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### Table of Contents

# Syllabus - ECE 483 / ME 431

## Learning Outcomes

The objective of ECE 483 / ME 431 is to help you develop the following technical skills:

- The ability to develop (nonlinear) mathematical models of complex dynamic systems.
- The ability to simplify those models into linear transfer function and state space representations.
- The ability to develop design specifications for physical systems with sensing and actuation limits.
- The ability to design PID controllers for systems described by linear time-invariant models.
- The ability to use loopshaping techniques to design frequency domain controllers for systems described by linear time-invariant models.
- The ability to design observer-based controllers for systems described by linear time-invariant models.

## Organization of Class

The class will be organized according to the following matrix, where each learning outcome is first taught and then applied to several case studies. “L1”, “HW1”, “Whirlybird”, and “F” refer to specific case studies that we will use throughout the semester. The lecture case studies will be presented in class, the homework case studies will be assigned as homework problems, and the final case study will be worked during the final exam.

Case Studies | |||||||||||
---|---|---|---|---|---|---|---|---|---|---|---|

Outcomes | Lecture | Homework | Lab | Final | |||||||

Physical Models | L1 | L2 | L3 | HW1 | HW2 | HW3 | Whirlybird | F | |||

Design Models | L1 | L2 | L3 | HW1 | HW2 | HW3 | Whirlybird | F | |||

Design Specs | L1 | L2 | L3 | HW1 | HW2 | HW3 | Whirlybird | F | |||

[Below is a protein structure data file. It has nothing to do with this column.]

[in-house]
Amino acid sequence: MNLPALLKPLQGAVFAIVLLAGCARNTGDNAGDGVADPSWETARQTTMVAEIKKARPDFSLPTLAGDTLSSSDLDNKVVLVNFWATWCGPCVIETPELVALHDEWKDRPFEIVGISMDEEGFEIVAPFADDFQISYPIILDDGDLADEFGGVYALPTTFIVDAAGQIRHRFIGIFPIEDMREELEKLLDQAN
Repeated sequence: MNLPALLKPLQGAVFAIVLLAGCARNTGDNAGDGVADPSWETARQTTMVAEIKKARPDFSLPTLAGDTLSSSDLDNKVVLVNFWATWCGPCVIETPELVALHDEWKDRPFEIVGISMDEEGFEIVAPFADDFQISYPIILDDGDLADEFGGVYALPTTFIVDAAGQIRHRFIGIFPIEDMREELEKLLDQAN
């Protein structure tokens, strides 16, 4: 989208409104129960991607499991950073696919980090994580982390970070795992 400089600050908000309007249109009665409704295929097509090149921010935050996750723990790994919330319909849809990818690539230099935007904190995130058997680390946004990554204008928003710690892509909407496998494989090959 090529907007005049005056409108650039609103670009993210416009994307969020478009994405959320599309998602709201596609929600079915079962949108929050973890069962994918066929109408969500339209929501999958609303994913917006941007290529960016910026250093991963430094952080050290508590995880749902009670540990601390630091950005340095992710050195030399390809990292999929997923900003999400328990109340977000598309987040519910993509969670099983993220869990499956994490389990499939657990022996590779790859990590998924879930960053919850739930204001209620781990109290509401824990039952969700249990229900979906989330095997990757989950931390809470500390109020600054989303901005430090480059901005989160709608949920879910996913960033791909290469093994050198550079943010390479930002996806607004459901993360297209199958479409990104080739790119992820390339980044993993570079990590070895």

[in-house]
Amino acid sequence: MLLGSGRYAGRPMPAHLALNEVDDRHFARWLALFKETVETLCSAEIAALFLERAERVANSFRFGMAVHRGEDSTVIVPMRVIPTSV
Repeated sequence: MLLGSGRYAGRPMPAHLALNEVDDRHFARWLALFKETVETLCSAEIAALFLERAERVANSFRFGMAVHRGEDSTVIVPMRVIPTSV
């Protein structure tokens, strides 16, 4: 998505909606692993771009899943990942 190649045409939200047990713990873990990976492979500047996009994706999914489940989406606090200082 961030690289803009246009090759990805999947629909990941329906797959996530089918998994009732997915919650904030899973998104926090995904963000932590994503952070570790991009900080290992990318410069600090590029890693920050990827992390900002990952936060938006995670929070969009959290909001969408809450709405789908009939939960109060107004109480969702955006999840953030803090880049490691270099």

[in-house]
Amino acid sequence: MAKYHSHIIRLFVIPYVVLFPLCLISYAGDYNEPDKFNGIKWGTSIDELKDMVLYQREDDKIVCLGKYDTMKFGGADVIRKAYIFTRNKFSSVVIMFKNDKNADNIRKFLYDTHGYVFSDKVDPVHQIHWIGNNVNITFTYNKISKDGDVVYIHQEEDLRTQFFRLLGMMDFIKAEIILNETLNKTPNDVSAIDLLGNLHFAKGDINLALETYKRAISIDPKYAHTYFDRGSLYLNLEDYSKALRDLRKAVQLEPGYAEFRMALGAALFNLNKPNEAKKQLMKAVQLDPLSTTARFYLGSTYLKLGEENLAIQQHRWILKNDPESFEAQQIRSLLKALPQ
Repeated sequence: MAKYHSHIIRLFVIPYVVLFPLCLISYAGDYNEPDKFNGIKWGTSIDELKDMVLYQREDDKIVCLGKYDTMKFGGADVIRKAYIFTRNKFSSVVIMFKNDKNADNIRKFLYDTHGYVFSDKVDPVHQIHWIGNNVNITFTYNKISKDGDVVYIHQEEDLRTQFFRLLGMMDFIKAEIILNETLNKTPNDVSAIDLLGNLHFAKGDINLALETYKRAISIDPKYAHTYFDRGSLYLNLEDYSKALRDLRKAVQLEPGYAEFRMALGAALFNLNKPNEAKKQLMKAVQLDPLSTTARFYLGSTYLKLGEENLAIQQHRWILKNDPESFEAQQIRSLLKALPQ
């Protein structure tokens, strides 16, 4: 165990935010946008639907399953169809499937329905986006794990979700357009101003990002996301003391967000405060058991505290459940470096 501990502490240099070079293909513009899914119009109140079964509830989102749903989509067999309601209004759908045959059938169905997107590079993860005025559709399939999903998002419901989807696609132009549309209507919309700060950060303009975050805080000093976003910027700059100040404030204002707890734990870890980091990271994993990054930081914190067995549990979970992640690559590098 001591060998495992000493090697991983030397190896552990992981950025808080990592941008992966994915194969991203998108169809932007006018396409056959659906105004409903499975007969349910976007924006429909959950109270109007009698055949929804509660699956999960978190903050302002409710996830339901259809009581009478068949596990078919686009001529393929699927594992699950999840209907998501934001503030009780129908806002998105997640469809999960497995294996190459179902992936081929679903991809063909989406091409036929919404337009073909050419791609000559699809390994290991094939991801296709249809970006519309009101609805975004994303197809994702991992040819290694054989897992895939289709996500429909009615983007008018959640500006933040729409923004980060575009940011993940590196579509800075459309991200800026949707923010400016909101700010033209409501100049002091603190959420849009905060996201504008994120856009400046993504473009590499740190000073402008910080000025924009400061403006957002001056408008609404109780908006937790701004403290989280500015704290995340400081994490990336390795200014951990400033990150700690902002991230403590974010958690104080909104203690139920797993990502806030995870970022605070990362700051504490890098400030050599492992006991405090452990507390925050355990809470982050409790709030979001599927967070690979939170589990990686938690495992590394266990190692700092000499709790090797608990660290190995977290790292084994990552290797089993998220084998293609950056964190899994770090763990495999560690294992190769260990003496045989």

PID | L1 | L2 | L3 | HW1 | HW2 | HW3 | Whirlybird | F | |||

Loopshaping | L1 | L2 | L3 | HW1 | HW2 | HW3 | Whirlybird | F | |||

Observer-based | L1 | L2 | L3 | HW1 | HW2 | HW3 | Whirlybird | F |

## Text

Franklin, Powell, Emami-Naeini, *Feedback Control of Dynamic Systems,* Prentice Hall, editions 4, 5, or 6.

### Additional Resources

## Prerequisites

ECEn 380 or MeEn 335

## Grading

The grade for this class will be determined based on the following distribution:

Homework | 20% |

Labs | 20% |

Midterm 1 | 20% |

Midterm 2 | 20% |

Final | 20% |

I will use the following scale to compute the grades:

A = 94% and above

A- = 90% and above

B+ = 87% and above

B = 83% and above

B- = 80% and above

C+ = 77% and above

C = 73% and above

C- = 70% and above

D+ = 67% and above

D = 63% and above

D- = 60% and above

E = anything lower

On occasion, I will lower the cutoffs in a way that helps you, the student. This is done to compensate for exams that are harder than I intended.

### Homework

Homework will be assigned weekly and is due in class on the day indicated on the schedule. Late homework will not be accepted. The solutions to the homework will be placed on the class wiki after it is due.

### Lab

There will be nine labs associated with the whirlybird hardware. You must complete all of the labs to pass the course. The labs must be passed off to the TA by the day indicated on the the schedule. Late labs will be accepted but the grade will be reduced by 10 points (out of 100) each week that the lab is late. All labs must be completed by the last day of class (December 12).

### Midterm Exam

There will be two midterm exams given in the testing center on October 17-23 and December 5-11.

### Final Exam

The scheduled date for the final exam is Monday, December 16, 2:30 p.m. to 5:30 p.m.